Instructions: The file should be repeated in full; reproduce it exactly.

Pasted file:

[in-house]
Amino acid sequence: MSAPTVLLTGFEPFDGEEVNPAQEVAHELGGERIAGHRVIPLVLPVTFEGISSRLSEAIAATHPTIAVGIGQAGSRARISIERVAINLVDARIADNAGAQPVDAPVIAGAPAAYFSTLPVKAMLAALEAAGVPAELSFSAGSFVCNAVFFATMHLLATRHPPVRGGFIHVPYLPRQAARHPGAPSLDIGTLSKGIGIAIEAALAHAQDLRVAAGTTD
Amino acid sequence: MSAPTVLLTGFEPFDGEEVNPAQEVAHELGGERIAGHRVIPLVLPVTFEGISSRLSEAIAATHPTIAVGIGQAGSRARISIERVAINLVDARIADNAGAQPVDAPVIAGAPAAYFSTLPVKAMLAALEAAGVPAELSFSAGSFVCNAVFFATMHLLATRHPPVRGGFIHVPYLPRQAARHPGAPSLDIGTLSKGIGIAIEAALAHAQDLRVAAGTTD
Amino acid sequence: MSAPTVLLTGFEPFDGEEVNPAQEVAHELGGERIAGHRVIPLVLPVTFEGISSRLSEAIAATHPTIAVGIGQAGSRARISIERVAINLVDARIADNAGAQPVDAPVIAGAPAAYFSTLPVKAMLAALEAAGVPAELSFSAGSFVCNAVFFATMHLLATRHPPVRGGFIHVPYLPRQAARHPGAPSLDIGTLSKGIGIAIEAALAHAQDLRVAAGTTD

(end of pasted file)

[in-house]
Amino acid sequence: MSAPTVLLTGFEPFDGEEVNPAQEVAHELGGERIAGHRVIPLVLPVTFEGISSRLSEAIAATHPTIAVGIGQAGSRARISIERVAINLVDARIADNAGAQPVDAPVIAGAPAAYFSTLPVKAMLAALEAAGVPAELSFSAGSFVCNAVFFATMHLLATRHPPVRGGFIHVPYLPRQAARHPGAPSLDIGTLSKGIGIAIEAALAHAQDLRVAAGTTD
Amino acid sequence: MSAPTVLLTGFEPFDGEEVNPAQEVAHELGGERIAGHRVIPLVLPVTFEGISSRLSEAIAATHPTIAVGIGQAGSRARISIERVAINLVDARIADNAGAQPVDAPVIAGAPAAYFSTLPVKAMLAALEAAGVPAELSFSAGSFVCNAVFFATMHLLATRHPPVRGGFIHVPYLPRQAARHPGAPSLDIGTLSKGIGIAIEAALAHAQDLRVAAGTTD
Amino acid sequence: MSAPTVLLTGFEPFDGEEVNPAQEVAHELGGERIAGHRVIPLVLPVTFEGISSRLSEAIAATHPTIAVGIGQAGSRARISIERVAINLVDARIADNAGAQPVDAPVIAGAPAAYFSTLPVKAMLAALEAAGVPAELSFSAGSFVCNAVFFATMHLLATRHPPVRGGFIHVPYLPRQAARHPGAPSLDIGTLSKGIGIAIEAALAHAQDLRVAAGTTD